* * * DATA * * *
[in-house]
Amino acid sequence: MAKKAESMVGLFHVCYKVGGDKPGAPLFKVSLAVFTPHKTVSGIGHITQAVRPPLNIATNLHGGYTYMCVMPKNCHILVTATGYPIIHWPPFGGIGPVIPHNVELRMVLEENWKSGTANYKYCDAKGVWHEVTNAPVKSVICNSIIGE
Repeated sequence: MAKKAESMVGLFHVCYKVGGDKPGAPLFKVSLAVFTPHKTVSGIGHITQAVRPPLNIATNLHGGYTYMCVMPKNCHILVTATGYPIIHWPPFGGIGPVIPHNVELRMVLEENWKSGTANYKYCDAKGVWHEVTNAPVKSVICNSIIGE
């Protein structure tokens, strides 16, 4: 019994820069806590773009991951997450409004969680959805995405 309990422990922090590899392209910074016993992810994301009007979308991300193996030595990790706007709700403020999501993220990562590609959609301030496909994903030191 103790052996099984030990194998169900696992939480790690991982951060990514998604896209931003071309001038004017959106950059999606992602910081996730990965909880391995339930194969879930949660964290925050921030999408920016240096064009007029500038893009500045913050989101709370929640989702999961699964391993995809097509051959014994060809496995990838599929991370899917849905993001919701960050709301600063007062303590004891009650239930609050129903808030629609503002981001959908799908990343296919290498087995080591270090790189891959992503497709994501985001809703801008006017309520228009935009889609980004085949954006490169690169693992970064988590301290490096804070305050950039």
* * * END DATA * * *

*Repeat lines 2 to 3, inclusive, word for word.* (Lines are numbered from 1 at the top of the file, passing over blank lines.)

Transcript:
Amino acid sequence: MAKKAESMVGLFHVCYKVGGDKPGAPLFKVSLAVFTPHKTVSGIGHITQAVRPPLNIATNLHGGYTYMCVMPKNCHILVTATGYPIIHWPPFGGIGPVIPHNVELRMVLEENWKSGTANYKYCDAKGVWHEVTNAPVKSVICNSIIGE
Repeated sequence: MAKKAESMVGLFHVCYKVGGDKPGAPLFKVSLAVFTPHKTVSGIGHITQAVRPPLNIATNLHGGYTYMCVMPKNCHILVTATGYPIIHWPPFGGIGPVIPHNVELRMVLEENWKSGTANYKYCDAKGVWHEVTNAPVKSVICNSIIGE